There is an entity called the Open Philanthropy Project that is funded largely from the personal fortune of billionaire Dustin Moskovitz and his wife, Cari Tuna.

Moskovitz is a co-founder of Facebook.

One focus area of the Open Philanthropy Project (OPP) is a “farm animal welfare” program, which falls under its policy efforts.

The program seeks to reform or bring an end to animal agriculture, and it has been a significant investor in rival products. Among them is an undisclosed amount of funding to Impossible Foods for “accelerating the development of multiple food categories” based on plants.

The OPP says about its policy work: “We’re interested in supporting people and organizations working to improve policy via research, public education, and other activities. … We think of our work on U.S. policy as high-risk and high-reward, with generally long time horizons. It’s hard to predict where political opportunities will arise, and how long they’ll last.”

In November 2017, the Open Philanthropy Project announced a two-year grant award from its farm animal program in the amount of $886,600 to benefit The Guardian media outlet.

The grant was specifically to support “journalism on factory farming and farm animal cruelty.” The grant money is meant to “allow The Guardian to increase its reporting output on issues related to factory farming, including publishing approximately one article per week as well as the creation of multimedia content.”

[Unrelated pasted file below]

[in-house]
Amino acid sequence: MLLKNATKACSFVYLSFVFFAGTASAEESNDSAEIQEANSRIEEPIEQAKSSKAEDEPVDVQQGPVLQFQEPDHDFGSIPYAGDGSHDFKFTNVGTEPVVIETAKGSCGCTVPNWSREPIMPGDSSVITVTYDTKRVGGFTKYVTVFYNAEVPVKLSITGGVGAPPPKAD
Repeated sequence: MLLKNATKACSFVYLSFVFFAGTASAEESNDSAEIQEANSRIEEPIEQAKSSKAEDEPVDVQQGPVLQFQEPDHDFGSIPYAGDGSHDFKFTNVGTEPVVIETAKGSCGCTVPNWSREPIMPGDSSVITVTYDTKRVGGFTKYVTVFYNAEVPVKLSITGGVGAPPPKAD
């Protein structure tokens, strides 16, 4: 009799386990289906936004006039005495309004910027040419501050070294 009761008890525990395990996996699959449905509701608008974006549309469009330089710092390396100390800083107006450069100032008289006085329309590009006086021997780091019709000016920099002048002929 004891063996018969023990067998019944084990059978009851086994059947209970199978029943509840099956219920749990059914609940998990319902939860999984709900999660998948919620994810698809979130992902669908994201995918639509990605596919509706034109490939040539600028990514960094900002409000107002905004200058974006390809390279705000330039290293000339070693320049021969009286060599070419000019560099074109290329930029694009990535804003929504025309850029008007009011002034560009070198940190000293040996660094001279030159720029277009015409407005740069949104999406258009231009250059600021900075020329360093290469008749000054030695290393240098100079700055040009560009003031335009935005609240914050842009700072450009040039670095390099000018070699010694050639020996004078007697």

The grant was described as “both an opportunity to learn valuable lessons about the efficacy of media sponsorship, as well as an opportunity to increase the salience of farm animal welfare issues amongst influential journalists, policymakers, and business leaders” by the farm animal program officer, Lewis Bollard.

“Salience” is a fancy word for “importance” and/or “prominence.”

This kind of influence campaign – with advocacy disguised as journalism – is an example of how the philanthropy seeks to amplify and extend its policy efforts against livestock agriculture.

The Guardian media outlet says that the “only restriction to the Guardian’s coverage” is where there is a prohibition “under US law from directly funding or earmarking funds to be used in an attempt to influence legislation.”

The Guardian has expressly stated that it will rely on other OPP grant recipients for sources of information in its reports that are produced as part of the OPP grant: “The Open Philanthropy Project also funds a number of farm animal welfare groups and projects: at times, if these groups have expertise in the areas covered in a specific investigation or story, the Guardian will speak to these groups for comment and expertise.”

This arrangement with related grant recipients extends the influence campaign on behalf of the Open Philanthropy Project.